CQ TODAY ONLINE NEWS
Sept. 6, 2011 – 10:34 p.m.
Jobs Plans Show Wide Partisan Gap
By Alan K. Ota, CQ Staff
Congressional leaders on Tuesday laid out sharply divergent plans to spur job growth, and the separate approaches made clear how difficult it will be for Republicans and Democrats to reach agreement on an issue of increasing concern to the public.
Senate and House Democratic leaders called for continuing a payroll tax break for workers, continuing benefits for the long-term unemployed and boosting infrastructure spending. Their Republican counterparts proposed curbing federal regulations, overhauling the tax code to reduce corporate rates and generally reducing the size and scope of the federal government.
Upon returning from their summer recess, both sides wasted no time in outlining their respective remedies for the nation’s ailing economy, seeming to shift their focus toward jobs and away from deficit reduction, a topic that consumed Congress all summer.
Fiscal priorities will take center stage Thursday when the 12-member Joint Select Committee on Deficit Reduction gathers for its first organizational meeting and President Obama delivers a speech on job creation to a joint session of Congress.
Similar Goal, Different Paths
Just as the two parties have disagreed over how best to contain the budget deficit — Republicans called for changes in entitlement programs that Democrats opposed and Democrats called for revenue increases that Republicans abhorred — the two sides are staking out different ways to boost job creation.
Among the specifics outlined by Democrats were programs benefiting young workers and renewal of aviation and surface transportation programs.
Republicans called on Obama to send Congress trade agreements with South Korea, Colombia and Panama for approval, to suggest changes in the way surface transportation construction money is allocated and to propose a new way of distributing unemployment benefits to mirror a program used in Georgia.
While the proposals shared little in common, leaders of both parties urged their adversaries to give ground to allow Congress to pass jobs-related legislation this year.
“It has never been more important that we put our jobs agenda ahead of either party’s political agenda,” Senate Majority Leader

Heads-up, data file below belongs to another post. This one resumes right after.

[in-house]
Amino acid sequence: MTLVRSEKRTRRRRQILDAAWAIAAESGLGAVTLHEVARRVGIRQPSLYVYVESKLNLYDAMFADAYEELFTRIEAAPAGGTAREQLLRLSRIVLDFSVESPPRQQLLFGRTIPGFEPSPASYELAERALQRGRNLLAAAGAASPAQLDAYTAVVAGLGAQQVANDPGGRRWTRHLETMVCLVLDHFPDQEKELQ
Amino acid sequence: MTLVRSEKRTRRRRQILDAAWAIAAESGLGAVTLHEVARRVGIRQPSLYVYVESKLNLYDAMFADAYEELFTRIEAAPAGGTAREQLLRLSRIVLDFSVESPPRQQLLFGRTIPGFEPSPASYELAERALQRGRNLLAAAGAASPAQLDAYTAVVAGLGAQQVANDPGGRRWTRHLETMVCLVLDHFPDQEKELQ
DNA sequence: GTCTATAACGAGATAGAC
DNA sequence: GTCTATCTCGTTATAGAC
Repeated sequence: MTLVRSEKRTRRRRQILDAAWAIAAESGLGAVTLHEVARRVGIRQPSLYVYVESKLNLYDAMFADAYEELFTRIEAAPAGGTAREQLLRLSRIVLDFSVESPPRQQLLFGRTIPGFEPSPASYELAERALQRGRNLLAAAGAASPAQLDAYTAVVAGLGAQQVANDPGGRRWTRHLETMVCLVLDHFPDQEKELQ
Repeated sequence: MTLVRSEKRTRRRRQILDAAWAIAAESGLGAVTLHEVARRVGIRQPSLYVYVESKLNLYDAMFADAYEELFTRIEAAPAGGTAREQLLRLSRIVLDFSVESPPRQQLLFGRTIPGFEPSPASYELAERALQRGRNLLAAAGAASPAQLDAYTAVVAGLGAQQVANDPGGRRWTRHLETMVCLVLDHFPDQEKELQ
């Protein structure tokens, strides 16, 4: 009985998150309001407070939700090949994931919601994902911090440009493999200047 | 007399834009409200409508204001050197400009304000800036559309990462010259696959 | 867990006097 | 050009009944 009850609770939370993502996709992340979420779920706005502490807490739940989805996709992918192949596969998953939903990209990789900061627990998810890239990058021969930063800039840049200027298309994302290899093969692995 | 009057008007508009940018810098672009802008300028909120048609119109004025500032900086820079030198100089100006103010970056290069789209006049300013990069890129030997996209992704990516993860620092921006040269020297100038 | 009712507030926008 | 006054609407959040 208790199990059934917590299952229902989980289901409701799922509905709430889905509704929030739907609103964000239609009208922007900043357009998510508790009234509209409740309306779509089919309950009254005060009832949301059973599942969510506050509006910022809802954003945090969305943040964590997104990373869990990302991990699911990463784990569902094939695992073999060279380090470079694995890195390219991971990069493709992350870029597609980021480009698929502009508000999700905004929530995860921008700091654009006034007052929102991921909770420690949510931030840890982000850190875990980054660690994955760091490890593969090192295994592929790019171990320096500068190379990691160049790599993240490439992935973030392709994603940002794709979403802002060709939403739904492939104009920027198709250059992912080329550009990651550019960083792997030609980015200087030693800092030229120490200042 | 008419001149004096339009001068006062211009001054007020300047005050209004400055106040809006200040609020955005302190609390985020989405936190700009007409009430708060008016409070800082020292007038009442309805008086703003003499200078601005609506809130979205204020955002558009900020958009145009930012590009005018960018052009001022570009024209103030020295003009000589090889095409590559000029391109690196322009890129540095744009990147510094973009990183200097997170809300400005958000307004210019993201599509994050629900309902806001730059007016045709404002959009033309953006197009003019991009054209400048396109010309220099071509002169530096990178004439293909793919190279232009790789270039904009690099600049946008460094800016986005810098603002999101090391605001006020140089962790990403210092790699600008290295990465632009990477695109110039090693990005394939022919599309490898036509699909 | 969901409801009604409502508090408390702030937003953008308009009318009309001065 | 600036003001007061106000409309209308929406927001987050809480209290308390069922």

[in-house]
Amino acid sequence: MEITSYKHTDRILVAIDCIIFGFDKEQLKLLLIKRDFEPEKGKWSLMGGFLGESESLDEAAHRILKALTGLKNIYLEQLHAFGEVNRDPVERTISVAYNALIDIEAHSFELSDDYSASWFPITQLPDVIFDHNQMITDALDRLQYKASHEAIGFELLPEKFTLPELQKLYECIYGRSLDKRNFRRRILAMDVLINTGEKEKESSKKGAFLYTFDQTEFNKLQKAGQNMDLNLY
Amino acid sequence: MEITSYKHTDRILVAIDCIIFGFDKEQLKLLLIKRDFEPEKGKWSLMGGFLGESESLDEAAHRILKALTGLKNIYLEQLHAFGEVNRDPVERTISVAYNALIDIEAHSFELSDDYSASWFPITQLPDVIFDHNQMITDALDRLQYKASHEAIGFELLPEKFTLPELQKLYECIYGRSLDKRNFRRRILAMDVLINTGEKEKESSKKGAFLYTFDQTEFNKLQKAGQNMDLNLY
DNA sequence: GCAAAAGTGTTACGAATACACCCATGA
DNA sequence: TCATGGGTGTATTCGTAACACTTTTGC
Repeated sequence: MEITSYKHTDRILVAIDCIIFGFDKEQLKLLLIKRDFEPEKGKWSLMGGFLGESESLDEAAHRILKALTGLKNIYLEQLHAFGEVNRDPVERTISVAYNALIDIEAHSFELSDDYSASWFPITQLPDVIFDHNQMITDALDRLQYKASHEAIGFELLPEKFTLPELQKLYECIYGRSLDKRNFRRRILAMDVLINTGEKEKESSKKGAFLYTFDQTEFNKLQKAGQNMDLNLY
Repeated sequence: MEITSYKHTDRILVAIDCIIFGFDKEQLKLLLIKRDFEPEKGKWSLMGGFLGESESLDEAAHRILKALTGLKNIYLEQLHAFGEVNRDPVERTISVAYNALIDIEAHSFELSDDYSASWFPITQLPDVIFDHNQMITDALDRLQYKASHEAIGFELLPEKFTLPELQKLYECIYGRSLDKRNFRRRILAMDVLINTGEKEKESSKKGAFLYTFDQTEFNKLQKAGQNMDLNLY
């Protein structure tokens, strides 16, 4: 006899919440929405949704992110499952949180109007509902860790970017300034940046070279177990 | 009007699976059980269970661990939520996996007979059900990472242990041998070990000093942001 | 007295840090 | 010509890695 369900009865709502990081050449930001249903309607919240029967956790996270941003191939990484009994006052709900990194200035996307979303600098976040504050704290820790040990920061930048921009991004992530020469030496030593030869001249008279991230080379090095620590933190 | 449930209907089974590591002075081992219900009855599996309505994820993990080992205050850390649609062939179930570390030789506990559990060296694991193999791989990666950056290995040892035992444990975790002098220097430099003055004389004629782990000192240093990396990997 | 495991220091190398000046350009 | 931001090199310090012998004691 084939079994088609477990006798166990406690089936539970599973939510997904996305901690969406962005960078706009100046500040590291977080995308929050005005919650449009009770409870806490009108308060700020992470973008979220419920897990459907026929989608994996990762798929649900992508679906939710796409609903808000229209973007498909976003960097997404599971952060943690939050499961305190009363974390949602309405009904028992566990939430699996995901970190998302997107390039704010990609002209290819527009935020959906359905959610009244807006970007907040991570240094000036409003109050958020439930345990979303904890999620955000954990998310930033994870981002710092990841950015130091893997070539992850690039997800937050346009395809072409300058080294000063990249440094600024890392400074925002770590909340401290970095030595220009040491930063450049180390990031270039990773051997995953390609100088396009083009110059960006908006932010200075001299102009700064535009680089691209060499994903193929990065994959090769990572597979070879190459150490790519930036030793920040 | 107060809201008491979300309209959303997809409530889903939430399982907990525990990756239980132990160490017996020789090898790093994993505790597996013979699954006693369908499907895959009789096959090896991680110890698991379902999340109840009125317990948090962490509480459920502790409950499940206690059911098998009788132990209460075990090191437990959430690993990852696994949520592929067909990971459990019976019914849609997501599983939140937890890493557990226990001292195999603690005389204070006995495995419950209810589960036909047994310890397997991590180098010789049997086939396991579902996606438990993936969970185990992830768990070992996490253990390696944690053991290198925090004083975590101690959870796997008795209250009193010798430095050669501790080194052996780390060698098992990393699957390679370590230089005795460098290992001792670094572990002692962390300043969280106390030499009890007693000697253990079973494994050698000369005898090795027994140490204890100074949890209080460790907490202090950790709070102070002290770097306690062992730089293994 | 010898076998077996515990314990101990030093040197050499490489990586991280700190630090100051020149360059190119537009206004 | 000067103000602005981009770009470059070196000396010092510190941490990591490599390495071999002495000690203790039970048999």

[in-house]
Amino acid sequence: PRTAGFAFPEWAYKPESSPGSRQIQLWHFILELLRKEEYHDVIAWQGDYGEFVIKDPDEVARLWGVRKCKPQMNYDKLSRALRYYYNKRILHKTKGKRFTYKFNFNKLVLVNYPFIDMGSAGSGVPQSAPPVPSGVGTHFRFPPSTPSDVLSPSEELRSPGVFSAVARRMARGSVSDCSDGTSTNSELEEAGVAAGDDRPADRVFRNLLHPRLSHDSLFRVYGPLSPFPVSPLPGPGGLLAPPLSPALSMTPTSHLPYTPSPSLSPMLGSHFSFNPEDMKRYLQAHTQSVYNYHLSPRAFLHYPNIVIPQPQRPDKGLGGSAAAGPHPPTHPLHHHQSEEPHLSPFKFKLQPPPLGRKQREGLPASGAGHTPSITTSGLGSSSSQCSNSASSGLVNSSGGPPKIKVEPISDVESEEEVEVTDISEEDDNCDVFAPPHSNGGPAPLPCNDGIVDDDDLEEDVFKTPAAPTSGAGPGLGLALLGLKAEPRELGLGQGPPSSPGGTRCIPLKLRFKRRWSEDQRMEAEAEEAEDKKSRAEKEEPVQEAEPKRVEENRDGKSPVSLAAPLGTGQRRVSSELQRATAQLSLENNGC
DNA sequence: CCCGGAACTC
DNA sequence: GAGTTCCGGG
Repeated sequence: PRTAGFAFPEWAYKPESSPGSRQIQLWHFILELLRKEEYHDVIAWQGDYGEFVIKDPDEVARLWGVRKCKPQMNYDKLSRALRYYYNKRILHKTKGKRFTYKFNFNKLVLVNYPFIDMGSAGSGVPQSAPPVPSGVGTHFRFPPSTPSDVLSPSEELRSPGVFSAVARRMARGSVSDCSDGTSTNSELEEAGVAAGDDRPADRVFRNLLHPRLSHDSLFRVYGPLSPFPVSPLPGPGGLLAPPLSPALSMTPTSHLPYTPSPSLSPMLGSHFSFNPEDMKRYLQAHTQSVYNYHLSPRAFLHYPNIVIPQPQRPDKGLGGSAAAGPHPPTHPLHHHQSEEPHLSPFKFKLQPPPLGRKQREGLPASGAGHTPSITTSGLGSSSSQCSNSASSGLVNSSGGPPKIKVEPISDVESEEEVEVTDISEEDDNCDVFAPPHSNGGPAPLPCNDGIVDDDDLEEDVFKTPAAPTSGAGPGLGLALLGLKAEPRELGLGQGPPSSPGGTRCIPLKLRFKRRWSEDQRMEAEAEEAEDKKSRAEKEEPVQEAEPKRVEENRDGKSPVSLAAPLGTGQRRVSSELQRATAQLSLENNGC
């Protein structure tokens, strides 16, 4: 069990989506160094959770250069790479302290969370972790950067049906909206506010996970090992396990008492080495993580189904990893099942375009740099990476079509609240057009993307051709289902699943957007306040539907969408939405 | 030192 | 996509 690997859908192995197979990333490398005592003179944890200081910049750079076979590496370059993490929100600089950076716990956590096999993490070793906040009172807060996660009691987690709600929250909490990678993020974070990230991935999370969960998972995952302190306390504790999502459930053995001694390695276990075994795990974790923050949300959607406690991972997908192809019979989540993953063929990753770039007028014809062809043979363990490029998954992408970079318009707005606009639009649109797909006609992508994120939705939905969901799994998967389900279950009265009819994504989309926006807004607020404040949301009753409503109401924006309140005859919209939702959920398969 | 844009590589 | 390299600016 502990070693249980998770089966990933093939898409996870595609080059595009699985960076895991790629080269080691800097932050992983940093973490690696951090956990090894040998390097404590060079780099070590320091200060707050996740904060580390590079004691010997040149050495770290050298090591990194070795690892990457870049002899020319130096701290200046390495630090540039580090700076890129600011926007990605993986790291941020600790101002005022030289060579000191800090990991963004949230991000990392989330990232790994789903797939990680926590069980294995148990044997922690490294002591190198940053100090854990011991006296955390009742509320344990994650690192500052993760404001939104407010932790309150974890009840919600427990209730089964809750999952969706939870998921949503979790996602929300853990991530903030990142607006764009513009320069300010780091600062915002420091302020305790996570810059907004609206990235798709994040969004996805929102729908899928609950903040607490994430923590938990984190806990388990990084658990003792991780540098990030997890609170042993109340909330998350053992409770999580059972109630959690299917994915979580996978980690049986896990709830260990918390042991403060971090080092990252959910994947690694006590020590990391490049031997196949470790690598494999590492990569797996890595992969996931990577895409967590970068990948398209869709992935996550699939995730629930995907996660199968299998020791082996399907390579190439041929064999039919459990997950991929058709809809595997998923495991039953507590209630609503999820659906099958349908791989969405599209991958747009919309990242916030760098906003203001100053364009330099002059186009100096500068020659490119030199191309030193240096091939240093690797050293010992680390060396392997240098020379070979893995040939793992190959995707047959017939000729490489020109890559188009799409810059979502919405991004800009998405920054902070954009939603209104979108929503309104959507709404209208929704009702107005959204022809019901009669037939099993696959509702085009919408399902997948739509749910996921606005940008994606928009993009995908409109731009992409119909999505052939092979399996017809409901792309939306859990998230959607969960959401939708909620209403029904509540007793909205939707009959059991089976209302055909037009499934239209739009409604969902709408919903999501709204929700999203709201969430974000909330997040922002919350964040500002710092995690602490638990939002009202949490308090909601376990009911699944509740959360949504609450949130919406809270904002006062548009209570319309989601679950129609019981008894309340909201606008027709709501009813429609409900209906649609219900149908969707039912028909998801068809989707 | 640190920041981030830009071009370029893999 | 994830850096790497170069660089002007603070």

“It is also critical that our differences not preclude us from taking action in areas where there is common agreement,” wrote the GOP leaders. “We should not approach this as an all-or-nothing situation.”
Behind the political positioning over jobs, concern is evident among leaders of both parties that the stalled economy poses political perils and is likely to increase public dismay with Washington.
Jobs Plans Show Wide Partisan Gap
A NBC News/Wall Street Journal poll released Tuesday found that 82 percent of respondents disapproved of Congress’ performance, tracking other surveys that found lawmakers’ approval ratings falling to historic lows in the wake of the protracted battle over raising the government’s borrowing authority. The same poll ranked Obama’s job approval rating at 44 percent, while 51 percent disapproved of his performance for the first time.
Reid and House Minority Leader
On the issue of business tax cuts and incentives to boost infrastructure improvements, the parties agreed that change is needed but disagreed on the details.
A New Priority
Leaders of both parties made clear that jobs initiatives would be a top priority no matter what the deficit reduction panel recommends.
Reid called on the Senate to complete action on a patent law overhaul (
Reid also called for reauthorization of the Federal Aviation Administration, which has been operating on short-term extensions since 2007. The most recent extension (PL 112-27), which runs out Sept. 16, was enacted only after many federal aviation programs were shut down for about two weeks. And Reid called for the renewal of surface transportation programs (PL 112-5) that expire Sept. 30.
Reid took no formal position on efforts by House Democrats to shoehorn stimulus proposals into the work of the deficit reduction committee, including a plan for an infrastructure bank to finance roads and bridges and a proposal for a community redevelopment corps for young workers.
McConnell and other GOP leaders repeated their view that short-term stimulus measures — such as infrastructure spending included in the 2009 stimulus law (PL 111-5) — have fallen short of their promise to generate jobs.
They seized on the recent employment report as well as signs of Obama’s weakened public approval to make the case for the economic prescriptions of GOP presidential and congressional candidates.
And Republicans were emboldened by Obama’s decision last week to abandon — until a new review in 2013 — an air pollution standard that would reduce ozone levels. McConnell called for additional concessions by Obama and the Democrats, saying Americans are looking for Washington “not so much to do more, but for the first time in a long time to do less.”